Elevated moisture levels on my vynil floor

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Old 05-25-13, 08:25 AM
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Elevated moisture levels on my vynil floor

I have used the moisture meeter (Ryobi) from home depot to measure amount/level of the moisture under my vinyl floor (over a concrete) in the downstairs bedroom. I had an extensive slab leak in that area hence checking the moisture. In the spot where the actual leak was the meeter shows the highest reading. Should I just pull the vinyl floor off, install the visqueen vapor barrier, 6mm underlayment and forget about it?
I think I know the answer
 
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Old 05-25-13, 09:08 AM
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A vinyl floor over concrete is a vapor barrier that will allow the moisture level directly below the vinyl to equalize with the soil below. If that moisture is allowed to evaporate into your basement, since is moves rather slowly, it can easily be handled with ventilation or a dehumidifier.

Below is a link with some related information.

Since you experienced a leak, that is the place to start, eliminating the potential source. Any hope of making improvements in that direction?
BSI-003: Concrete Floor Problems — Building Science Information

Bud
 
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Old 05-25-13, 09:33 PM
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Thank you for your answer,
but i don't think we are talking about the same application. I live in California, basement here are extremely rare. The floor in question is right on the concrete slab that was (not any more) saturated with water from a burst pipe inside the slab.
I pulled part of the vinyl and the backing paper looks damaged by something, probably mold...
I am inclined to rip the whole vinyl off and scrape whatever left of it, just not sure if I should use any heavy machinery like a concrete sander. I am concerned with cold water pipes still going through the slab and I don't want to damage them.
 
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Old 05-26-13, 04:05 AM
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Bud didn't know your leak was from plumbing. All you said was you had an extensive slab leak. Being in California seismic movement can cause foundations to shift and cause leaks. I would not worry about damaging further piping by scraping. All your piping is below the concrete pad, not in it. What are your plans for the room/floor? I would not install anything that would absorb water, such as wood products. Removing the covering may surely show signs of mold, so be very careful in disturbing it, as it can get airborne. I'd remove it to eliminate the water holding capability of the vinyl and let it dry before making a decision on future flooring needs.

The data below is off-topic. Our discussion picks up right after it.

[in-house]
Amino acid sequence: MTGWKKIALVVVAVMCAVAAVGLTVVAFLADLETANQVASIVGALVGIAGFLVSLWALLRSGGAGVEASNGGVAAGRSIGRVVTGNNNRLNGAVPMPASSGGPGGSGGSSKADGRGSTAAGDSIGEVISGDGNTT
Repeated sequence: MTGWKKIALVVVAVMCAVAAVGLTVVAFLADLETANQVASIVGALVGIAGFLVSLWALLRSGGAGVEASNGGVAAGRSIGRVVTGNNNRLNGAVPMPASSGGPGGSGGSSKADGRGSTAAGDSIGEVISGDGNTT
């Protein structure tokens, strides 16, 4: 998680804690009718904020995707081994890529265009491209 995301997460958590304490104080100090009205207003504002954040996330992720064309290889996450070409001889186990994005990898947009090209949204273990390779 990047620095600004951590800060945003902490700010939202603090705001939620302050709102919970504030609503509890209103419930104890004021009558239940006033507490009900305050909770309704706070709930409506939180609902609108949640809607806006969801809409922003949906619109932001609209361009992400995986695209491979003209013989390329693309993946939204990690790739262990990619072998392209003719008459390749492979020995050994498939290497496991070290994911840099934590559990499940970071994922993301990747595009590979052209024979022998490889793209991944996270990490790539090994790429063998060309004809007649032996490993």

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Old 06-03-13, 06:58 AM
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Thank you Chandler!
I ended up removing the vinyl, but to remove the paper backing i had to wet the floor that was already not that dry to begin with

There was plenty of reddish looking "substance" in some places. Have two fans running is the 11'x9' room for two days and measuring moisture, still not dry.
I'll give it a week and then start the floor. Unfortunately it is going to be a laminate, my wife picked it.
If i still have a small pond under my slab, there is possibility I will need something like that dimpled plastic membrane like Bud suggested.
 
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Old 06-03-13, 07:20 AM
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Chiming in a little late, I'm confused - did you repair the leak? If not, that is the place to start. It will continually be wet and pretty much any floor will fail. I know you refer to the leak in the past sense, but it should eventually dry out. Fans and dehumidifiers will speed things up.

Tell the wife, moisture and laminate don't mix. If there is the potential for moisture again, or is still present - Hold on any flooring until your moisture meter tells you it is OK.
 
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Old 06-04-13, 11:10 AM
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I hope it's repaired

Thanks for chiming!
It would have been late if I already installed the floor , but not yet.

The leak is hopefully taken care of, saying hopefully because the cold water pipe(s) still there (in or below the slab) and I can not be so sure unless call the plumber and have them test it for leaks. I suspect the pinhole leak would be very hard to detect anyway, unless by moisture level in the slab, and I already have that... I think I will end up using dehumidifier, because the moisture level is dropping, but very slowly and unevenly throughout the slab.

I don't know if it's any good testament to using vinyl as underlay for the "wood" installation or I just got lucky, but it has protected my initially installed engineered wood very well. I see no damage what so ever on (underside) the floor i just removed. I actually like that floor much better then new laminate, although the laminate "Should" be less prone to dings and scratches, it will never look like real wood. But again, who am i to make decisions right?
 
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